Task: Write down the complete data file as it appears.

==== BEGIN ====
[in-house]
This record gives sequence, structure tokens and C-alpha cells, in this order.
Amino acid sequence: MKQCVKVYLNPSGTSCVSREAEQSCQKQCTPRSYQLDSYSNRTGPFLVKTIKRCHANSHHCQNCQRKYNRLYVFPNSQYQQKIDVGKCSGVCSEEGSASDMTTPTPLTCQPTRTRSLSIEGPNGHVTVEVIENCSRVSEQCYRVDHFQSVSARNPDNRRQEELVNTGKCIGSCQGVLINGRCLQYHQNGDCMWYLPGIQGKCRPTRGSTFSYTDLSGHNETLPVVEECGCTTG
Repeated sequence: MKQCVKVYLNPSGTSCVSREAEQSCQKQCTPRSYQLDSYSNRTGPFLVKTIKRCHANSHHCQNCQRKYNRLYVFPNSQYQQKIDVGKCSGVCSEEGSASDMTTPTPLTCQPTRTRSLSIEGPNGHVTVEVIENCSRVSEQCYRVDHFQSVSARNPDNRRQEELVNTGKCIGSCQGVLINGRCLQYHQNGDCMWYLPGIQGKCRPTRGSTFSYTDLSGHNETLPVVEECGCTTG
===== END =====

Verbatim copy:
[in-house]
This record gives sequence, structure tokens and C-alpha cells, in this order.
Amino acid sequence: MKQCVKVYLNPSGTSCVSREAEQSCQKQCTPRSYQLDSYSNRTGPFLVKTIKRCHANSHHCQNCQRKYNRLYVFPNSQYQQKIDVGKCSGVCSEEGSASDMTTPTPLTCQPTRTRSLSIEGPNGHVTVEVIENCSRVSEQCYRVDHFQSVSARNPDNRRQEELVNTGKCIGSCQGVLINGRCLQYHQNGDCMWYLPGIQGKCRPTRGSTFSYTDLSGHNETLPVVEECGCTTG
Repeated sequence: MKQCVKVYLNPSGTSCVSREAEQSCQKQCTPRSYQLDSYSNRTGPFLVKTIKRCHANSHHCQNCQRKYNRLYVFPNSQYQQKIDVGKCSGVCSEEGSASDMTTPTPLTCQPTRTRSLSIEGPNGHVTVEVIENCSRVSEQCYRVDHFQSVSARNPDNRRQEELVNTGKCIGSCQGVLINGRCLQYHQNGDCMWYLPGIQGKCRPTRGSTFSYTDLSGHNETLPVVEECGCTTG